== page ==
Theme a year’s worth of programming to excite an audience

Defining programming over a year can give your events shape and an overall narrative for audiences to connect with, according to Aiden Delaney.

For the past 4 years, Tuggeranong Arts Centre (TAC) in Canberra’s south has used an annual theme to provide structure and purpose to its creative programming and create unity between the TAC’s many different events.

As the only designated multi-arts facility in southern Canberra, and one of the ACT’s two key community arts and cultural development organisations, TAC has a broad audience and a complex mission. Using an annual theme has proved to be a successful strategy for providing cohesion to the TAC’s offerings with the organisation seeing significant program growth, increased audience engagement, and a stronger regional and national profile over the last several years.

A theme that listens for the zeitgeist

In 2020, the TAC’s creative program will be curated around the term ‘Solastalgia’, which was coined by Australian philosophy professor Dr Glenn Albrecht in 2005. The term describes the sense of loss or nostalgia we feel when our homes or environments change irreconcilably in the face of climate change or natural disaster. Or, as Albrecht puts it, ‘a form of homesickness one gets when one is still at home’.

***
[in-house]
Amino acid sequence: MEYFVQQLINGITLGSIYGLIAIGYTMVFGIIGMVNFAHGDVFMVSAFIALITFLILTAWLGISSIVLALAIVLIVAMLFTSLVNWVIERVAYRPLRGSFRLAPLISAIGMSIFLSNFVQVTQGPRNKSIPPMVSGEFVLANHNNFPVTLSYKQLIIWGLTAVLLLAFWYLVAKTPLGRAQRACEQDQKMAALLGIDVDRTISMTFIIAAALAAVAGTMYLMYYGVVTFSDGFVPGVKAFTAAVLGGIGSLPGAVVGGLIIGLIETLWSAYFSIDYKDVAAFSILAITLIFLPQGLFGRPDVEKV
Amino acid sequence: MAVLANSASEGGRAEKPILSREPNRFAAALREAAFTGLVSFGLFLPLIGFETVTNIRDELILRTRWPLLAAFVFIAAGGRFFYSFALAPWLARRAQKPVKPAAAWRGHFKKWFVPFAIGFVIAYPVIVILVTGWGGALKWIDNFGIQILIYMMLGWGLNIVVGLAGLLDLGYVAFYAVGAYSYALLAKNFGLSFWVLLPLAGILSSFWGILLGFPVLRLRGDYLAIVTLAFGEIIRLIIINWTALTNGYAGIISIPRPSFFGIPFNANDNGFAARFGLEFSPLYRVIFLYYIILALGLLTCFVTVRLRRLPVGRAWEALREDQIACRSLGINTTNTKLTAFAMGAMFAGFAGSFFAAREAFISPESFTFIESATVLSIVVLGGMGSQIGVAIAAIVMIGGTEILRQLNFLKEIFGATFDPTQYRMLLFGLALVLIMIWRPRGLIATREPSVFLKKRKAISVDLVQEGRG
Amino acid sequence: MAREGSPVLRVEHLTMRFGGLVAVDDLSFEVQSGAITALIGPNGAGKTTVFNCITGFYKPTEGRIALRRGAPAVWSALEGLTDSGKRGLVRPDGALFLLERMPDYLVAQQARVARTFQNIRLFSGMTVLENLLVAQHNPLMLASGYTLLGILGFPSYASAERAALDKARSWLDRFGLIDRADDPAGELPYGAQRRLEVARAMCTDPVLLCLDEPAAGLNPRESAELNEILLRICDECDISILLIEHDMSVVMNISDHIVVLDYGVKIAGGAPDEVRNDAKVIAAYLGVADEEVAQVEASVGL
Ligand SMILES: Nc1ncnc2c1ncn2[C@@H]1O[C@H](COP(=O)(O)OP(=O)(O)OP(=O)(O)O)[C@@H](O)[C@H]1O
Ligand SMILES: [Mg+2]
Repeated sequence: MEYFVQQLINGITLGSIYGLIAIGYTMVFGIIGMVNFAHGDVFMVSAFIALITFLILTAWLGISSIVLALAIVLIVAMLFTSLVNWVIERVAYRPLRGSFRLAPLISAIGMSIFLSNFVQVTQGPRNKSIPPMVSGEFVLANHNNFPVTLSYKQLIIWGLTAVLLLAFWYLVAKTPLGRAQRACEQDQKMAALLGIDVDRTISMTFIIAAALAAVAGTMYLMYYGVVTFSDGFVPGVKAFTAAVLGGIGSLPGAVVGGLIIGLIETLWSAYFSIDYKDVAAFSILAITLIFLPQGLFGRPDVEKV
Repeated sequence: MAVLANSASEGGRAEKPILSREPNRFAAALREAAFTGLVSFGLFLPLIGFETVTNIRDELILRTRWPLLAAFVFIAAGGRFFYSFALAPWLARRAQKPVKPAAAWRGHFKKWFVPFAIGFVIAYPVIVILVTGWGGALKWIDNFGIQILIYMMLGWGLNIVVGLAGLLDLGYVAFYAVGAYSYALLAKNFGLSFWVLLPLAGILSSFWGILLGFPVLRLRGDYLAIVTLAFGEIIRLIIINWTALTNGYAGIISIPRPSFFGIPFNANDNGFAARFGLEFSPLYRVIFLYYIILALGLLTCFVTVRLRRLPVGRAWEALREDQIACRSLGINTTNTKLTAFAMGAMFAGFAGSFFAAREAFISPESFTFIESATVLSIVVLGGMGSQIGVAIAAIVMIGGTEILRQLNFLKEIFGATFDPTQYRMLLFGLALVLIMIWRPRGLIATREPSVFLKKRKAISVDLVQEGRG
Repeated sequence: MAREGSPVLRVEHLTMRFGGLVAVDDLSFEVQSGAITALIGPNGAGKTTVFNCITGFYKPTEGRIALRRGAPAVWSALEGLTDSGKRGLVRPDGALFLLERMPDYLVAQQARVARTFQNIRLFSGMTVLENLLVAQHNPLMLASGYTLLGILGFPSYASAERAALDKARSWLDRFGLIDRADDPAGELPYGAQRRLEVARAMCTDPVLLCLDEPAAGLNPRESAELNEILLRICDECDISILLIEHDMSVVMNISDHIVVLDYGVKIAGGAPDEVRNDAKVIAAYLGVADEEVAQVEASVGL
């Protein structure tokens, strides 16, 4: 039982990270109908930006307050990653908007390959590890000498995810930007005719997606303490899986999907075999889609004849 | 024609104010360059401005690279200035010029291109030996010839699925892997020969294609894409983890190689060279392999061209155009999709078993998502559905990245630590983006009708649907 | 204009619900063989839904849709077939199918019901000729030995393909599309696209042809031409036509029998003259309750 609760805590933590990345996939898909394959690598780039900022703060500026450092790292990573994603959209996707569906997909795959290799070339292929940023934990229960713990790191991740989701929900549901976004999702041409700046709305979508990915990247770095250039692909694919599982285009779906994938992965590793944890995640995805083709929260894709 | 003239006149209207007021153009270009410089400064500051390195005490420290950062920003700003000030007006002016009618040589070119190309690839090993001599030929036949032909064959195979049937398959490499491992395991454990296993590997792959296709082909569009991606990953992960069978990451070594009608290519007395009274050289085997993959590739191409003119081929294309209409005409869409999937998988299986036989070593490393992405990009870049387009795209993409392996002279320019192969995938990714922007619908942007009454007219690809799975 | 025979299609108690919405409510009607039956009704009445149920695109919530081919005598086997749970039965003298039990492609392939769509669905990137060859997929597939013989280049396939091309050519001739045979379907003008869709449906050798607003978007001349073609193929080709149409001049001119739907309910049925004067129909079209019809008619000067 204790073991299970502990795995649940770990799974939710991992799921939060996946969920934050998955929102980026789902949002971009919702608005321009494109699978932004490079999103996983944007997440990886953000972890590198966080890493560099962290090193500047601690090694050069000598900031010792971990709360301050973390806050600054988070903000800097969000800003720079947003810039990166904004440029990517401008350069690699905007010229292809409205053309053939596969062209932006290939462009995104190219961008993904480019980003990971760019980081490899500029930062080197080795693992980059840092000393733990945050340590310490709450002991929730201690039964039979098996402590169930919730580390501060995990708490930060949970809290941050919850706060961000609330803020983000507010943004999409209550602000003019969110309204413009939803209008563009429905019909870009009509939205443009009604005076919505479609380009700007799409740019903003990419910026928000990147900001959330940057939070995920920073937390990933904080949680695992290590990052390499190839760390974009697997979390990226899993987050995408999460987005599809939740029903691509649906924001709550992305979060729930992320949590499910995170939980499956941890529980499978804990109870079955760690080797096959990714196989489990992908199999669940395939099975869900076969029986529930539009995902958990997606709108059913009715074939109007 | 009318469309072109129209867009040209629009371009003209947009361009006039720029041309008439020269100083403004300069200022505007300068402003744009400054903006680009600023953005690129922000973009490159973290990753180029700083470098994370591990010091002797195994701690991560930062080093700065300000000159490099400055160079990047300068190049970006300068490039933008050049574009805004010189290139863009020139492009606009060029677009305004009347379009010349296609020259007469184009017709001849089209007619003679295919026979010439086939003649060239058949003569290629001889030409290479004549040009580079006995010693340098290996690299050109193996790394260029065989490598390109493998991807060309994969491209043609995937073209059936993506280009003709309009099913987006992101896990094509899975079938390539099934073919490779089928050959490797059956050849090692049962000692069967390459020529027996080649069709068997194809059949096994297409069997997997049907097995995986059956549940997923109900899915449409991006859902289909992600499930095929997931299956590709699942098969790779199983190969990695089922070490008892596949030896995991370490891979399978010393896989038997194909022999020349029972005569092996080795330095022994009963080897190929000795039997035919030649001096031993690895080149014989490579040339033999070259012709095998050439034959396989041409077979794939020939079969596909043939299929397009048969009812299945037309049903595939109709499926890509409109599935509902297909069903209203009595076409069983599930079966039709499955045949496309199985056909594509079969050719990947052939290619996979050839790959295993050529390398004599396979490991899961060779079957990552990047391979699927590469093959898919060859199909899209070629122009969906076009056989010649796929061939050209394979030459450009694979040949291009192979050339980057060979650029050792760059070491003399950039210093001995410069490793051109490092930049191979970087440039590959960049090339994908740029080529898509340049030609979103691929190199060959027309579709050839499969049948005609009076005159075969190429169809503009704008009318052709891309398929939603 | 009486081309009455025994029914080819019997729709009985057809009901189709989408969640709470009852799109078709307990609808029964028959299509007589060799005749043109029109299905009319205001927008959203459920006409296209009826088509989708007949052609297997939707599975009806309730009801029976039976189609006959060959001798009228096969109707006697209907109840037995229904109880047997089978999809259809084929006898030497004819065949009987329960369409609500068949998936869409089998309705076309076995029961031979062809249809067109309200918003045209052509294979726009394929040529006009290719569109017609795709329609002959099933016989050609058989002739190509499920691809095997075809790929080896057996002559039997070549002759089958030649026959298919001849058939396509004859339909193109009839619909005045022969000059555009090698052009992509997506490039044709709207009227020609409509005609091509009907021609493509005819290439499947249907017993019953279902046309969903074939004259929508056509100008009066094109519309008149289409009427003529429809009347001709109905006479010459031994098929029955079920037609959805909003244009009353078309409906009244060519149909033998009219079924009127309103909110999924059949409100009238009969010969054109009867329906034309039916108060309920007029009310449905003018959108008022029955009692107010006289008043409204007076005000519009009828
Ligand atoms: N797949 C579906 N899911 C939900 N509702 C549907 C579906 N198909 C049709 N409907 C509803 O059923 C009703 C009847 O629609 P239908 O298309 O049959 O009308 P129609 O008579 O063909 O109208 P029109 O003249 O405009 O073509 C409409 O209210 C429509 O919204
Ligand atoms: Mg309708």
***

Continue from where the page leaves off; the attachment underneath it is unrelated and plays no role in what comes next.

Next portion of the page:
The theme, like others TAC has used in the past few years, is designed to capture a moment or feeling that can unite artists, audiences, and staff alike, by tapping into their current sensitivities and pressing concerns.

Behind the theme will be the guiding question: as our homes and environments disappear in the face of destruction, dispossession and climate change, will art be a tool for action, a witness to desolation, or merely a salve for our anxieties?

Curating a cohesive program

The idea of using an annual theme first emerged as a response to the challenge of curating a cohesive program for a Centre whose remit includes all artforms and the full spectrum of arts development, from community participation to professional artistic excellence.